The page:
Police Hoping For A Break In Case Of Missing Georgia Woman Shandell McLeod

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Although African Americans make up just 13 percent of the U.S. population, we account for 33 percent of the missing in the Federal Bureau of Investigation’s database. Cases involving African Americans also tend to receive less media coverage than missing Whites, with missing men of color getting even less attention.

NewsOne has partnered with the Black and Missing Foundation and TV One to focus on the crisis of missing African Americans.

To be a part of the solution, NewsOne will profile a missing person weekly and provide tips about how to keep your loved ones safe and what to do if someone goes missing, while TV One‘s newest show, “Find Our Missing,” hosted by award-winning actress S. Epatha Merkerson, tells these stories in visual form.

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826AShandell McLeod

Case Type: Endangered, Involuntary
Date of Birth: May 19, 1976
Missing Date: Oct. 1, 2011
Age Now: 37
Missing City: Lithonia
Missing State: Georgia
Case Number: 999

Gender: Female
Race: Black
Complexion: Medium
Height: 5-8
Weight: 140
Hair Color: Black
Hair Length: Short
Eye Color: Brown
Wear Glasses or Contacts: No

Location Last Seen: McLeod was last seen Oct. 1, 2011 at 4743 Gold Way, Lithonia, Ga.

Circumstances of Disappearance: Unknown. Her family fears her life is in danger. McLeod had no reason to go missing, according to police.

“With her family ties, she wouldn’t have done that,” Detective H. Guest of the Dekalb County Police Department told NewsOne in an interview.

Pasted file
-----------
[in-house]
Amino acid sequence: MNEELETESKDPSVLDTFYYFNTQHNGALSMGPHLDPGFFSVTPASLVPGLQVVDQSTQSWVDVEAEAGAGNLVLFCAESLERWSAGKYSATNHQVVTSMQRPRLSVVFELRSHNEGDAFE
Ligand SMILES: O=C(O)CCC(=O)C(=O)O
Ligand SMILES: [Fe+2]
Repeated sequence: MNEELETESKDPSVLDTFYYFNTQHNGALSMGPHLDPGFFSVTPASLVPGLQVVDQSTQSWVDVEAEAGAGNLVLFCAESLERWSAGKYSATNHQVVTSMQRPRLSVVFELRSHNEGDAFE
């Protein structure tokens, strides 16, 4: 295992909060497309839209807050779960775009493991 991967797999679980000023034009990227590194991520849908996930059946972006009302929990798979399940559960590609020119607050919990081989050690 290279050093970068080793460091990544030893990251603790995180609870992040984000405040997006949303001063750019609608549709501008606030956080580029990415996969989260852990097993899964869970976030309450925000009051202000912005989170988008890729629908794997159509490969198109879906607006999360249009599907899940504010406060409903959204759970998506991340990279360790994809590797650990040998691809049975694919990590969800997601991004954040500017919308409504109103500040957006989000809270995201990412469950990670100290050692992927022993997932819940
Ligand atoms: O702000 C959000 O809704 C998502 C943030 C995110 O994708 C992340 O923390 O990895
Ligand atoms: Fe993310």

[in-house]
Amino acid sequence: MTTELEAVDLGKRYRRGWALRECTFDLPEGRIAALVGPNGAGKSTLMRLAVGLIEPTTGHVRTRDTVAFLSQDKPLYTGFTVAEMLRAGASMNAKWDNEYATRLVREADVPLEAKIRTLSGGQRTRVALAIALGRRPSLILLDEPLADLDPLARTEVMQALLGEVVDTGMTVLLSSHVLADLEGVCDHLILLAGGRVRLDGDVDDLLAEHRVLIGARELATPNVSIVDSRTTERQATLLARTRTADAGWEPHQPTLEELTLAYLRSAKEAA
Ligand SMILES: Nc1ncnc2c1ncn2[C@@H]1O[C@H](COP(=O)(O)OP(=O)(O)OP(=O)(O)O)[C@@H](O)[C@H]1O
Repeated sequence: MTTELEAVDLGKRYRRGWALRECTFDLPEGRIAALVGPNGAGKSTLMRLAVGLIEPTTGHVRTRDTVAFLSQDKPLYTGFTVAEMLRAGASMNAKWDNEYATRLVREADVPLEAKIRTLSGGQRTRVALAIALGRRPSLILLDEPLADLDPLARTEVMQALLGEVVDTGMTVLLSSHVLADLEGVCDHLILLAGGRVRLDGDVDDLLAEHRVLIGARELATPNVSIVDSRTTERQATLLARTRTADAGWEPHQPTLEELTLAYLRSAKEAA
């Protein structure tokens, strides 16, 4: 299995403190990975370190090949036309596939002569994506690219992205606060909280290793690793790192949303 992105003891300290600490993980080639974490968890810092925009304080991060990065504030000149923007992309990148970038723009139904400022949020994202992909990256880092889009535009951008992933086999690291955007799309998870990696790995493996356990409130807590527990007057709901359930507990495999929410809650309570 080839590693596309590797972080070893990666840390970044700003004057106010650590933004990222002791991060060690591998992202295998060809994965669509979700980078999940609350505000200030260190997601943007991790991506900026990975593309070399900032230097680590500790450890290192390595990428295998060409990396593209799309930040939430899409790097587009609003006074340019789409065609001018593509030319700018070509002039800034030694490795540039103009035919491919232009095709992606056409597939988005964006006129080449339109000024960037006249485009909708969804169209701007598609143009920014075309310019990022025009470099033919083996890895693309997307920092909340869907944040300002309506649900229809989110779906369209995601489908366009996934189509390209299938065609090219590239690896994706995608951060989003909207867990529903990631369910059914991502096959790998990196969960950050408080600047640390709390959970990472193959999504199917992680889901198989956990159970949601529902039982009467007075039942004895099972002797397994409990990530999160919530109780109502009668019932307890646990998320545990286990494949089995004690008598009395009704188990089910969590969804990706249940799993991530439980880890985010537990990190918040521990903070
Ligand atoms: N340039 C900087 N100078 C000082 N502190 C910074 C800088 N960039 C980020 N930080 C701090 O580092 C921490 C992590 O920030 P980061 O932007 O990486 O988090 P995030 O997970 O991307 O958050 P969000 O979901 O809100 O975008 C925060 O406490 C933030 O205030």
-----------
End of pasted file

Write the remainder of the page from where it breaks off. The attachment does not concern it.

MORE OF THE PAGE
McLeod’s family is in disbelief.

“It’s like a bad dream sometimes and I have to tell myself sometimes this is reality,” McLeod’s mother told a local television station.

“I don’t want to miss my door bell. I don’t want to miss a phone call,” she said about the anxiety of having a missing child.

Guest says there is a “person of interest” in the case and that the individual was in a long-term relationship with the victim before McLeod broke it off. McLeod was a head cook who was looking toward a better life after she ended the relationship. Police believe McLeod was stalked after the relationship ended.

The person in question has strongly denied to police that they were involved with McLeod’s disappearance. But Guest said police are not buying the denials due to what they believe are inconsistencies in the person’s story.

“The victim told so many people that if something happens to me this person did it,” said Guest. “We have a person of interest. We just don’t have a body.”

Guest believes he has enough to charge the person in question but said the Dekalb County District Attorney’s Office does not agree.

“She has not been declared dead. She’s still considered missing but I’m assuming she’s dead,” said Guest. “This is Georgia so once we get a body we will be good.”

The Dekalb County District Attorney’s Office could not be immediately reached for comment.

Guest said he believes the case should have garnered more media attention which might have helped solve the case but didn’t because McLeod was a person of color. But even two years after she went missing Guest believes there will eventually be a break in the case.

“I don’t believe in the perfect crime. We have hope and I’m praying that something breaks through,” said Guest. ” And I’m not going to stop working the case until I leave here.”

McLeod’s mother just wants answers.

“We just want to know what happened,” said McLeod’s mother. “Whatever is the outcome we will accept it.”

Last Seen Wearing: Unknown.

Identifying Marks or Characteristics: Unknown.

Anyone with information regarding the circumstances around McLeod’s disappearance may contact Detective Guest at (770) 724-7866 or the Black and Missing Foundation’s confidential Tip Line.

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